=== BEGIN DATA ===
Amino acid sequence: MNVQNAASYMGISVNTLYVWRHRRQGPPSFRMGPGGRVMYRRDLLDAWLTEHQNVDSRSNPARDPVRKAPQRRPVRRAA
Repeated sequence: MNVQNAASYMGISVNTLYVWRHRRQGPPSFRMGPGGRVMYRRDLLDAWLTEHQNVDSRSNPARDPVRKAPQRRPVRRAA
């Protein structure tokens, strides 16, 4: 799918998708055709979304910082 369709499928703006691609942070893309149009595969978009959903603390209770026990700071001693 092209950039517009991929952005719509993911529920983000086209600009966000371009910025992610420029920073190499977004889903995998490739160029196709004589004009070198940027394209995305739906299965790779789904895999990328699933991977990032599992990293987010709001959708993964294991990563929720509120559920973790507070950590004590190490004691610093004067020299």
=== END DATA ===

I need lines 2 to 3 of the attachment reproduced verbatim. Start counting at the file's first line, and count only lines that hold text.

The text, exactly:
Repeated sequence: MNVQNAASYMGISVNTLYVWRHRRQGPPSFRMGPGGRVMYRRDLLDAWLTEHQNVDSRSNPARDPVRKAPQRRPVRRAA
């Protein structure tokens, strides 16, 4: 799918998708055709979304910082 369709499928703006691609942070893309149009595969978009959903603390209770026990700071001693 092209950039517009991929952005719509993911529920983000086209600009966000371009910025992610420029920073190499977004889903995998490739160029196709004589004009070198940027394209995305739906299965790779789904895999990328699933991977990032599992990293987010709001959708993964294991990563929720509120559920973790507070950590004590190490004691610093004067020299």